Unwritten Constitutional Principles: The Challenge of Reconciling Political and Legal Constitutionalisms[Notice]

  • Jean Leclair

Professor, Faculty of Law, Université de Montréal. I wish to thank my friends and colleagues Noura Karazivan and Han-Ru Zhou for their invaluable comments on a preliminary version of this paper, and Bradley Wiseman for his elegant editorial work.

Citation: (2019) 65:2 McGill LJ 153

Référence : (2019) 65:2 RD McGill 153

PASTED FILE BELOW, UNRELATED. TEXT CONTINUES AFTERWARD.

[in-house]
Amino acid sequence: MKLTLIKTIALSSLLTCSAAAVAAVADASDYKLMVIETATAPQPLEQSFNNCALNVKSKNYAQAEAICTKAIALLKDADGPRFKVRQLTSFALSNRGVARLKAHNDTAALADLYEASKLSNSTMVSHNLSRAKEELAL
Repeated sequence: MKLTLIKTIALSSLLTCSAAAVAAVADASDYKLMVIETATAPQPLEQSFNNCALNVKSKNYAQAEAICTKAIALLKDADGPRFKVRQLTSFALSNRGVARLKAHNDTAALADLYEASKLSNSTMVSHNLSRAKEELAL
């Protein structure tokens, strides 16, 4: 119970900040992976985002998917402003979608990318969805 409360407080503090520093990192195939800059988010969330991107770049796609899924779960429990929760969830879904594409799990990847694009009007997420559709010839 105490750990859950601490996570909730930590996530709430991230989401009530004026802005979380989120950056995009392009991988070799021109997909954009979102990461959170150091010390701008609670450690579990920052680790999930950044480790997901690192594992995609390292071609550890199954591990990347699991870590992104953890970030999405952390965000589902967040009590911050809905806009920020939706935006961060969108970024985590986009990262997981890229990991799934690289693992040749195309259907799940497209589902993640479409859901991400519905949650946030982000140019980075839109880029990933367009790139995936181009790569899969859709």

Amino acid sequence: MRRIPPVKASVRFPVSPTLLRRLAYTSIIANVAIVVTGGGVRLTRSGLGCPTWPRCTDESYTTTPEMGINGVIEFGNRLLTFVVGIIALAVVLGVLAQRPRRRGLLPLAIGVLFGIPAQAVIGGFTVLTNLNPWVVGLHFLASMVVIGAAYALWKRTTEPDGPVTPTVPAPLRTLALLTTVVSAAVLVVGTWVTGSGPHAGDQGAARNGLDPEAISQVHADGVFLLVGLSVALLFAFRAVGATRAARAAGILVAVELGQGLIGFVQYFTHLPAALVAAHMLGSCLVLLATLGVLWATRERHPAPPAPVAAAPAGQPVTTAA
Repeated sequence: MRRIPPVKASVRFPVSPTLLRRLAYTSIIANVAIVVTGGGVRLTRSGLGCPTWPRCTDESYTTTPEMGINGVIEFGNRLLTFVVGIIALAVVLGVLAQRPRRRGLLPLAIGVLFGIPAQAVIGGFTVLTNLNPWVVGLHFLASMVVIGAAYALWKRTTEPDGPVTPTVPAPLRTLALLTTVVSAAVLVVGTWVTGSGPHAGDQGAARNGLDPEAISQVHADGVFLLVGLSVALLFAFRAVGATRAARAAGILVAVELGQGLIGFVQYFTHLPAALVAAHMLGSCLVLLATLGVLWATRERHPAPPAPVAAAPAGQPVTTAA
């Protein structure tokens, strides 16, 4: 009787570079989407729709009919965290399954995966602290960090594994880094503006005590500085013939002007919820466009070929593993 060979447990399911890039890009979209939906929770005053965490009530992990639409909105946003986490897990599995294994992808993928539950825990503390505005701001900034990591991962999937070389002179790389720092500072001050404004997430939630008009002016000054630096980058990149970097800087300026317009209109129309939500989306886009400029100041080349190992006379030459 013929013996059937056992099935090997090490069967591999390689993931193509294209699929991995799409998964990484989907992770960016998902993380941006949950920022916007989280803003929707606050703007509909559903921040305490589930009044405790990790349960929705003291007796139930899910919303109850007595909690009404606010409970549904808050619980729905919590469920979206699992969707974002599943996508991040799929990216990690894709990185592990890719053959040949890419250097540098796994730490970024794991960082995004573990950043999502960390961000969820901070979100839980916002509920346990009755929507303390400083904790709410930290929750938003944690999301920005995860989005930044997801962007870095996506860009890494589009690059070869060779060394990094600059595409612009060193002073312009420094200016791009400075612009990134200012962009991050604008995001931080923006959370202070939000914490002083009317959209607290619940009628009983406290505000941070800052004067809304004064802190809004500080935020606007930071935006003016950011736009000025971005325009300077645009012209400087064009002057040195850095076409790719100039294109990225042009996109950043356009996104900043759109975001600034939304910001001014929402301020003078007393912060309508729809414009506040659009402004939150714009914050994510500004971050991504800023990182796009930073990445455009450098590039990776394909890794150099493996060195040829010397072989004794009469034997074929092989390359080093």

On March 21 and 22, 2019, a symposium entitled “Unwritten Constitutional Norms and Principles: Contemporary Perspectives” was held at the Faculty of Law of the University of Ottawa. This special issue comprises five of the papers that were then presented. The organizers of the symposium, Vanessa MacDonnell and Se-shauna Wheatle, graciously asked me to participate, initially as a commentator, and subsequently, as the author of the foreword to this special issue. How one envisages the unwritten constitution in general and unwritten constitutional principles (UCPs) in particular is deeply rooted in one’s understanding of, and convictions about, both constitutionalism and democracy. Such understanding is also closely connected to what we as scholars believe to be the factors that trigger constitutional evolution—namely, speculative reason or political struggle, or both—and the role played by institutional actors in such evolution. And, most importantly, since a researcher’s conceptual theorization, however abstract it may be, is always—if only implicitly—based on a certain anthropological premise, our understanding of UCPs is linked to the kind of individual citizen we wish a particular constitutional regime to foster. The papers featured here are all intellectually stimulating, not only because of the thought and meticulousness with which they were written, but also because they cover most of the central issues raised by the conceptual nebula the “unwritten constitutional principles” have become. As I have written many papers on this subject, in both French and English, some of my own work is analyzed and criticized in this special issue. My position as author of this foreword is therefore somewhat uncomfortable. On the one hand, I cannot simply recount and summarize these papers, for although they are all excellent pieces of scholarship, I at times strongly disagree with what some authors assert, and with the manner in which my own work is sometimes depicted. On the other hand, it would be unjust to criticize colleagues deprived of the full opportunity to respond. I have therefore chosen the following strategy, one that does not require direct references to specific papers. This foreword will take the shape of a short essay. In Part I of this text, I will delineate what exactly is controversial about UCPs. In Part II, I shall inquire into the role of speculative reason and political struggle in constitutional evolution. I will discuss how our emphasis, as legal scholars, on one over the other testifies to our understanding of democracy and constitutionalism, and therefore impacts the degree of latitude we are willing to afford to judges in recognizing and enforcing UCPs. Throughout, I will argue for a just equilibrium to be struck between legal and political constitutionalisms, and more particularly, for the cultivation of a measure of skepticism toward a judge’s or a scholar’s capacity to find the “best answer” to a question of law. The five papers comprising this special issue showcase most of the major arguments commonly invoked in favour of or in opposition to UCPs, and they all, in one way or another, address the issues I intend to examine. Consequently, although I will purposely avoid any explicit mention of the papers, “authors” in this essay must be understood not as a general reference to scholars having written about UCPs, but rather as alluding to some or all of the five authors featured in this special issue. To conclude on this point, I must emphasize that this is not a contest. Even if the authors with whom I disagree were identified, no great harm would follow. It would in no way mean that my position is better in absolute terms than theirs. In his famous lecture “Science as …

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